Silence is the third book in the Inspector Celcius Daly series set in the borderlands of Northern Ireland. Daly is an introverted and stubborn loner cop who lives in a run-down cottage near to Lough Neagh. In this outing he’s investigating the death of a Catholic priest who had been investigating the death of Daly’s mother, along with others, in 1979. Daly had been told his mother was caught in the crossfire of a skirmish between the police force and Republican terrorists. Father Walsh’s research shows she was killed in cold blood by Loyalist paramilitaries colluding with serving police officers. The police force wants to keep the collusion under wraps to protect its reputation and the officers involved. Daly is only interested in the truth. With his usual single-mindedness he starts to gather evidence to supplement that collated by Father Walsh. Unlike much crime fiction that is driven primarily by the plot and the interactions between a fairly large cast of characters, Silence is an in-depth character study of a man struggling with himself and his past, and the landscape and history of the Irish borderlands. Quinn dwells on Daly’s inner turmoil, the atmosphere and sense of place, and the secrets of a dirty war. The result is a highly reflexive, literary crime tale that juxtaposes the present fragile peace with the need for truth and reconciliation. The prose is often delicious, there’s some nice intertextuality with Stuart Neville’s work, and a clever knowing nod to the storytelling with a passage in which a journalist details how she’s going to tell the story of the 1979 murders through a fiction piece starring Daly (Quinn is a journalist). Where the story suffers a little bit is the ending which seemed a little truncated and the denouement lacked conviction and resolution. In addition, there was one element that did not ring true for me and bumped me out of the story. Nonetheless, an interesting piece of introspective crime fiction.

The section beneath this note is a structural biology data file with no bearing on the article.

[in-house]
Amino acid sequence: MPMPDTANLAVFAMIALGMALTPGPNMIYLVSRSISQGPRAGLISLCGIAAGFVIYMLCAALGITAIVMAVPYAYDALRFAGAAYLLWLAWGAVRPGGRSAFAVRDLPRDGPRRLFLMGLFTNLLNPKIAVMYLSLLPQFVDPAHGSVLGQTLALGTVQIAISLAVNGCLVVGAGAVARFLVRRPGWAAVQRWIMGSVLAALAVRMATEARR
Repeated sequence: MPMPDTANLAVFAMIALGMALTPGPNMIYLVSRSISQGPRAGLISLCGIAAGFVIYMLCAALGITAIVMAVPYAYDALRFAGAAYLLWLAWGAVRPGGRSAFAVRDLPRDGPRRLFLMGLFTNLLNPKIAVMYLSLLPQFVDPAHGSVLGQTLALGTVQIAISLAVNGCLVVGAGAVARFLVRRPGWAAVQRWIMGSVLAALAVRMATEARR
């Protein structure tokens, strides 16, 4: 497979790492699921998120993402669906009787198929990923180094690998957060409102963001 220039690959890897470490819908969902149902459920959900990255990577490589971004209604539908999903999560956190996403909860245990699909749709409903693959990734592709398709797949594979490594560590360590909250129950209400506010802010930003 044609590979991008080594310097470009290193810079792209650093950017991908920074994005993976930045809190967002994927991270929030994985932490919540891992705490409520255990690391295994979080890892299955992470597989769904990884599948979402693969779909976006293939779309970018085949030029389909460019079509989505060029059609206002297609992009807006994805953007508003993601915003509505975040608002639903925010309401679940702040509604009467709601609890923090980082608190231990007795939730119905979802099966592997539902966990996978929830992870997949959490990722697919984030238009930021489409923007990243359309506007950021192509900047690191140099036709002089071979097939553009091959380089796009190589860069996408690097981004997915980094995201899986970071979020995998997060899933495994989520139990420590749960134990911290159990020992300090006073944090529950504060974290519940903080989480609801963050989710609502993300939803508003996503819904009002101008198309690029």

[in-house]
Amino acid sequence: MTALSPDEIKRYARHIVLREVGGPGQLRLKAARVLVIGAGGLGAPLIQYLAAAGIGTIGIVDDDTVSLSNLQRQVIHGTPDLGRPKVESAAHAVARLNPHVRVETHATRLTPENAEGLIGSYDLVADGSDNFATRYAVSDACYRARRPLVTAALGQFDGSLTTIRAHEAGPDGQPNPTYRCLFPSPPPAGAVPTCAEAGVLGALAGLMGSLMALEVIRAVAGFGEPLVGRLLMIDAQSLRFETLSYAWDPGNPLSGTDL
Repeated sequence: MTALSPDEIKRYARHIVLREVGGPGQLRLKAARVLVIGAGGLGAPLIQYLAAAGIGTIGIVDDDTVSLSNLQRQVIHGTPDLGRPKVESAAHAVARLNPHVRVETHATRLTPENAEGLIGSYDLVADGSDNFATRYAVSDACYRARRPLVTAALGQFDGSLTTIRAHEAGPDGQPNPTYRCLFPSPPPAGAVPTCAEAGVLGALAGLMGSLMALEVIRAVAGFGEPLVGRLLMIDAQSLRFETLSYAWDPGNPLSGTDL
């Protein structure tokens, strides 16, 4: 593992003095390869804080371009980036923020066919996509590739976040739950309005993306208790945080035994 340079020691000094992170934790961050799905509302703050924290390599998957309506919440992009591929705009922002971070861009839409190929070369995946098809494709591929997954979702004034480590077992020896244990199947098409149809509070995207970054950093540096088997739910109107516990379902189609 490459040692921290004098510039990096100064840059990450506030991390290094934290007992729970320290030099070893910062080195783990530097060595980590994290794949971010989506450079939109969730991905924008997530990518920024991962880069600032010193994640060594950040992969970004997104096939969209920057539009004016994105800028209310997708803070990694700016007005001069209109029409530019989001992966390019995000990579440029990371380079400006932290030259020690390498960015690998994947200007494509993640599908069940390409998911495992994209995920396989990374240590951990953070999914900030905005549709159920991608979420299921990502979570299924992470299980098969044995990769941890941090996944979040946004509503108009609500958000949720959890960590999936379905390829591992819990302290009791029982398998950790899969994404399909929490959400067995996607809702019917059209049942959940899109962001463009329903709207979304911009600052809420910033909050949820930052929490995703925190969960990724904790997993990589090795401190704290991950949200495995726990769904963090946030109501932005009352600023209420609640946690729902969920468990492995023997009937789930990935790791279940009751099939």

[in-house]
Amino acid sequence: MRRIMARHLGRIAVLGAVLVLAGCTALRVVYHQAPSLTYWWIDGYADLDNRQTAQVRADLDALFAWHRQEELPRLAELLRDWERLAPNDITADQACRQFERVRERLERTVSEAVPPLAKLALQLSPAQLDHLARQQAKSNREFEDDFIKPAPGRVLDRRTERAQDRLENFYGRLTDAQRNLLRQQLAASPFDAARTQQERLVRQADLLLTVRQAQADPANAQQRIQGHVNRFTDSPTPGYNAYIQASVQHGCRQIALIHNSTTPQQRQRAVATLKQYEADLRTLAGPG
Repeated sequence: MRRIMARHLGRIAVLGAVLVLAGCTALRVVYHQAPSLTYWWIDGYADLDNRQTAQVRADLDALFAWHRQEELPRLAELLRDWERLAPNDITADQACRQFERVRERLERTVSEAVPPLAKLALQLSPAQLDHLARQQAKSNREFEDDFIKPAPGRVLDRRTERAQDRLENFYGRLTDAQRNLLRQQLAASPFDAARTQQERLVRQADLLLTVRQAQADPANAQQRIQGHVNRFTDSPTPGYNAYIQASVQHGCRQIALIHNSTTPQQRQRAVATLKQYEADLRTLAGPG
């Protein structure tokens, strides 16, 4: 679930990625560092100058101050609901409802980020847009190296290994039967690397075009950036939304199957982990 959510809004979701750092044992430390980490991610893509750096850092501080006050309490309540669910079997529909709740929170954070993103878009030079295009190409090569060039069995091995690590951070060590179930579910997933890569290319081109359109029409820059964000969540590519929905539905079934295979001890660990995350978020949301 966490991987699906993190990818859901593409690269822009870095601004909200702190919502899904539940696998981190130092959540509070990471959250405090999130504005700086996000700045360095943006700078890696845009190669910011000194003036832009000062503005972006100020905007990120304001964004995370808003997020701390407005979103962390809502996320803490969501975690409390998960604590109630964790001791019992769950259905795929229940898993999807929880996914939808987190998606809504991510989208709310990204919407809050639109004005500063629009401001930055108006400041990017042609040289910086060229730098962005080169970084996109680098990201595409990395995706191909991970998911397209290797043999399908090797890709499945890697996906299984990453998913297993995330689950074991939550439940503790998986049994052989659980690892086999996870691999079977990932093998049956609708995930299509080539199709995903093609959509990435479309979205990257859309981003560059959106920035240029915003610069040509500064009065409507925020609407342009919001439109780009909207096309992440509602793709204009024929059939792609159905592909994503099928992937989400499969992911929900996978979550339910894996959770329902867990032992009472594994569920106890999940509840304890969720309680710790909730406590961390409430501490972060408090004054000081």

• Sarah